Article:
Joint monitoring of Scottish Marine Protected Areas
August 19, 2022 by Marine Scotland Communications No Comments | Category Collaborations, Marine Environment, Marine Scotland general, Marine Scotland Science, Marine Scotland Surveys, Research Vessel Surveys
An annual monitoring trip of Scottish waters took place recently with our science colleagues collaborating with the Joint Nature Conservation Committee (JNCC) on our Marine Research Vessel (MRV) Scotia. This time focussing on the West Shetland Shelf Marine Protected Area (MPA).
The West Shetland Shelf area was designated in 2014 by Scottish Ministers to protect and support the diverse range of wildlife living in the sand and gravel habitats there including: marine worms, marine molluscs and colourful sponges. At 4,083 km2 it is approximately the same size as the Cairngorms National Park and ranges between 70 – 150 m in depth.
Monitoring trips like this allow us to assess the state of our MPAs giving us information about the number and type of species present, as well as their range and distribution. This helps us better understand changes in the marine environment over time to inform future management measures.
How we monitor the seabed
Custom built in our Marine Laboratory the drop frame structure contains an underwater camera system and a number of other subsea gadgets (Figure 2) to provide measurements along each survey area of the water such as: salinity (saltiness), depth, temperature and positioning data.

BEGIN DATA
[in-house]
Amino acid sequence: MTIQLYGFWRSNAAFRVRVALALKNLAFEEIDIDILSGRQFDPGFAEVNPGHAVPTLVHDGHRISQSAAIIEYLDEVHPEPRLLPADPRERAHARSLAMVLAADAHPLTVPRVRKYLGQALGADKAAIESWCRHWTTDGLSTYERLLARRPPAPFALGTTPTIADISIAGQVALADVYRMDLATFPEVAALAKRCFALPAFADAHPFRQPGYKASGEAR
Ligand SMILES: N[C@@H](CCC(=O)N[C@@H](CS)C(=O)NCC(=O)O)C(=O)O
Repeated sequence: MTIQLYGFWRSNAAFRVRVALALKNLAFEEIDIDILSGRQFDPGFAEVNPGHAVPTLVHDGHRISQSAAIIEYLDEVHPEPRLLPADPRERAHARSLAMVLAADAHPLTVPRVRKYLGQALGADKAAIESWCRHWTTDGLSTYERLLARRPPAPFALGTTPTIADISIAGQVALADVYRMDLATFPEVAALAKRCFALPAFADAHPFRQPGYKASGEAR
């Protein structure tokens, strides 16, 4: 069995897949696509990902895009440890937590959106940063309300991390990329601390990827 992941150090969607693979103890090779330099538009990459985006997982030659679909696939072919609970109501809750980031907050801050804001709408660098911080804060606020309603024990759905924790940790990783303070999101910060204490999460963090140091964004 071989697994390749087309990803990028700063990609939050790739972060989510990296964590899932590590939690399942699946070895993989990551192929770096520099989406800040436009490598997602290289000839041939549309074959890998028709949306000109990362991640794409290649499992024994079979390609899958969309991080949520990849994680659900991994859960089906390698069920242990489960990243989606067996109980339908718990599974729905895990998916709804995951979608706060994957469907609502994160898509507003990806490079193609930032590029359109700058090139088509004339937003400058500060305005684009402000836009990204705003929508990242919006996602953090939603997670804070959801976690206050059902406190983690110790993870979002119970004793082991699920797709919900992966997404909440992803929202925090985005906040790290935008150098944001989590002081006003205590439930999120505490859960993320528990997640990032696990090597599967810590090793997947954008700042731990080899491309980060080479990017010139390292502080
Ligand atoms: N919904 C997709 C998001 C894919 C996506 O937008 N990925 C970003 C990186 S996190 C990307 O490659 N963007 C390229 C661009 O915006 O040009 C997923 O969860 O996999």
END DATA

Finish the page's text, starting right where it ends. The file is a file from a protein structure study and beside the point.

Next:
The altimeter measures the distance of the drop frame above the seabed, allowing for environmental factors to be cross-referenced with corresponding imagery. These measurements are transmitted back up the umbilical cable and recorded in real time.
An ultra-short baseline (USBL) transponder communicates with a receiver on the ship’s keel (underside) to provide high-accuracy in-water positioning data so we know where each image has been taken on the seabed.
The environmental and positional data are then time-matched with each other and the imagery data to provide comprehensive metadata for each image, so we know the environmental conditions at the position where each seabed photograph was captured (as shown in Figure 3).
Informed decision making
The data from this and other surveys helps the Scottish Government report to parliament on our progress towards the development of an MPA network. This includes an assessment of the extent to which MPAs are achieving their conservation objectives.
Moreover, we are committed to ensuring the marine environment is: clean, healthy, safe, productive and diverse, and managed to meet the long term needs of nature and people under the Bute House Agreement.
- JNCC blog 2 from survey 0922S – Survey Snapshot
- JNCC blog 1 from survey 0922S – Seas the day: Back to West Shetland Shelf
Tags: climate change, Joint Nature Conservation Committee, marine environment, Marine Laboratory, marine management, Marine Protected Area, marine science, Marine Scotland, Marine Scotland Science, MRV Scotia, Scotia, Scottish Government, West Shetland Shelf